Miami singer-songwriter Erika Ender wrote her latest single, “Back to the Basics,” months before the COVID-19 pandemic hit. But the heartfelt ballad seems even more relevant since the quarantine.
Inspired by “observing how nowadays everything that you have is more valuable than who you are,” Ender says she wrote about “the things we miss — the essentials of life, the real relationships, the real communication, connecting with others and understanding what we’re here for.”
The Panamanian-born artist — who won a Latin Grammy for cowriting the global crossover hit, “Despacito,” with Luis Fonsi and Daddy Yankee — has been very active creatively. Self-isolated since March 18, Ender has been writing music as well as producing #EriKonversa, a new interview show featuring conversations with fellow artists on Instagram.
“This whole situation has got us in a very vulnerable condition. So I’m trying to do the best that I can and to be the most productive that I can, but at the same time, [stay] very connected with myself and with whatever I can do to make this world a better place from my corner,” Ender says. “I’m reflecting a lot about all of this and meditating and trying to see the positive things behind the lesson of the invisible master that has come to change everything around.”
When the shutdown happened, Ender took recording equipment from her studio home with her, a decision that turned out to be crucial.
“We didn’t know where this was going, so I decided to record [the song] at home, because I couldn’t go back to the studio,” she says. “And for me it was such a powerful message, because it went beyond what we saw last year. It was more realistic, and something as simple as a kiss or a hug was already a lethal weapon at this moment.”
The video for “Back to the Basics” originally showed Ender singing the song, but it now features everyday people — many wearing masks — dealing with the new somber reality of COVID-19.
“I was trying to put my heart out there and to give a message through music, which I think is an amazing tool, in order for people to connect with their feelings and understand the importance of this moment and how we can really connect with what’s real. And to try to work for a better place for us to live, from now on, and whenever we can get back out there,” she says.
Ender’s interview show, #EriKonversa, which runs at 7 p.m. three nights a week, has featured singer-songwriter Rosana Arbelo, fashion designer Nicolas Felizola, and songwriter and producer Desmond Child (Bon Jovi’s “Livin’ on a Prayer,” Aerosmith’s “Angel” and “Crazy,” and Ricky Martin’s “Livin’ la Vida Loca,” among dozens of others).
“That’s a space I created right after we started this quarantine,” Ender said. “That’s the only way I have to communicate with others. And maybe sharing my story and the vulnerable moments I’ve been through — the dark moments, and the tools I’ve used to get out there and reach my dreams and make them come true — could help others.”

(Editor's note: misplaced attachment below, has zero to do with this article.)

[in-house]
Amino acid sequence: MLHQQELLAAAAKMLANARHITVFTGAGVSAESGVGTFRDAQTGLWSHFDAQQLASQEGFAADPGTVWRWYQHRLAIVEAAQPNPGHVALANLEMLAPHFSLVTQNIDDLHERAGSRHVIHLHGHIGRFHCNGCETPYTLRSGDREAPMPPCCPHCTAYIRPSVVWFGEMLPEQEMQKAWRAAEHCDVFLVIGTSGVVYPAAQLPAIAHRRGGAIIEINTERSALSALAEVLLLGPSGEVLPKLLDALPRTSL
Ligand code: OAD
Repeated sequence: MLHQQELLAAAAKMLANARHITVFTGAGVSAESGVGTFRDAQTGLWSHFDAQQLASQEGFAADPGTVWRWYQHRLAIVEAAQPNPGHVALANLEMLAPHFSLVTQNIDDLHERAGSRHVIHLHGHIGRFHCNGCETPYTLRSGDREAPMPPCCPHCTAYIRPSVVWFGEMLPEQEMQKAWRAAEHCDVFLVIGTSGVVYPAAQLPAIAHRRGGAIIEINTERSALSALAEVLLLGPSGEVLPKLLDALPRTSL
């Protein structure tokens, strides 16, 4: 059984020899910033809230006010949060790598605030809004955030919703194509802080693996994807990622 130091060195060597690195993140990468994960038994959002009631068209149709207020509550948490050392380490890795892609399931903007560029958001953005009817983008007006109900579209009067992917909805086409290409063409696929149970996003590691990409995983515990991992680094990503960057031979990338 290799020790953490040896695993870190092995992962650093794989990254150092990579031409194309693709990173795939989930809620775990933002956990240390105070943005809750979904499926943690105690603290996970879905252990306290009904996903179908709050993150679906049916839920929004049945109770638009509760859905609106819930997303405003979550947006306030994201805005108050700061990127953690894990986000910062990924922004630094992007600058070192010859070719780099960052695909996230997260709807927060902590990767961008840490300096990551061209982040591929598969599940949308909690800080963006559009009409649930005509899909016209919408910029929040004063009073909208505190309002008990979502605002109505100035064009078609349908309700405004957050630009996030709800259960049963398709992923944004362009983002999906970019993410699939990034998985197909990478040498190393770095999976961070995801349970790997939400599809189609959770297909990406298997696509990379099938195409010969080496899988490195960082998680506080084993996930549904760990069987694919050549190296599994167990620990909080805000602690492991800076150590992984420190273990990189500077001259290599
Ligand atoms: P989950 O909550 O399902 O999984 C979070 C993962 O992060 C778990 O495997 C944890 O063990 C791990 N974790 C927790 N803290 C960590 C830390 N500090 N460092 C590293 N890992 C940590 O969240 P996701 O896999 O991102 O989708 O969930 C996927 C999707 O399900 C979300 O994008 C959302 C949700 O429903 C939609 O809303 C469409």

She hopes #EriKonversa will show her fans that regardless of whether you’ve achieved fame and fortune, everyone is in this together.
“Some colleagues that I have that I love and admire very much, I’ve been calling them to speak about their life, their human side, to help other people that are at home, that are scared about the future, that maybe are facing depression because maybe they don’t know what’s gonna happen, or that they lost their job,” she says. “I’m trying to be a little of the light in the middle of this tunnel, and I think it’s coming out amazing, because people that are connecting to it are really connecting with themselves, and that’s what I’m really looking for.”
Ender has written tunes sung by big names, including Marc Anthony, Prince Royce, Chayanne, and Jenni Rivera. And she has scored some prominent guests on her show.
But one person, in particular, would truly make her day.
“If we could dream big, maybe Oprah [Winfrey]. She’s one of the most amazing living examples of people who have come out of a very difficult upbringing and that has reached everything and keeps helping others to find the light within themselves. So I think that would be great. I don’t think small!” she says with a laugh.
Ender has seen enormous success with “Despacito,” which was nominated for Record of the Year and Song of the Year at the 2018 Grammy Awards.
“We knew we had a great song, and it was special, but we didn’t ever think that it would be a crossover [hit] and be number one all over the world and break all records in history,” she says. “That was a total surprise.”
Ender is proud of “Despacito” for reasons beyond its massive commercial success, which even saw pop star Justin Bieber later joining up for a remix version.
The song explains “how a woman would like to be seduced — slowly,” and Ender sees it as a “very responsible song.”
“We were very conscious of what we were doing,” she adds. “We were very careful when we wrote the lyrics, especially in such a difficult moment when songs were so aggressive toward women. And especially with a woman being part of it, I had to be as truthful and as responsible as possible with my job.
“When I do a song, I put 100 percent into it, trying to make a work of art that will really stay forever in whomever would adopt it, because it becomes the soundtrack of people’s lives, in a certain way. I don’t think that what we put in there was different from what we used to put in another song, but apparently, each song decides how far it wants to fly, and how high it wants to fly. We weren’t expecting this at all, but we’re so happy and grateful that this happened.”
— Mike Hamersly, ArtburstMiami.com
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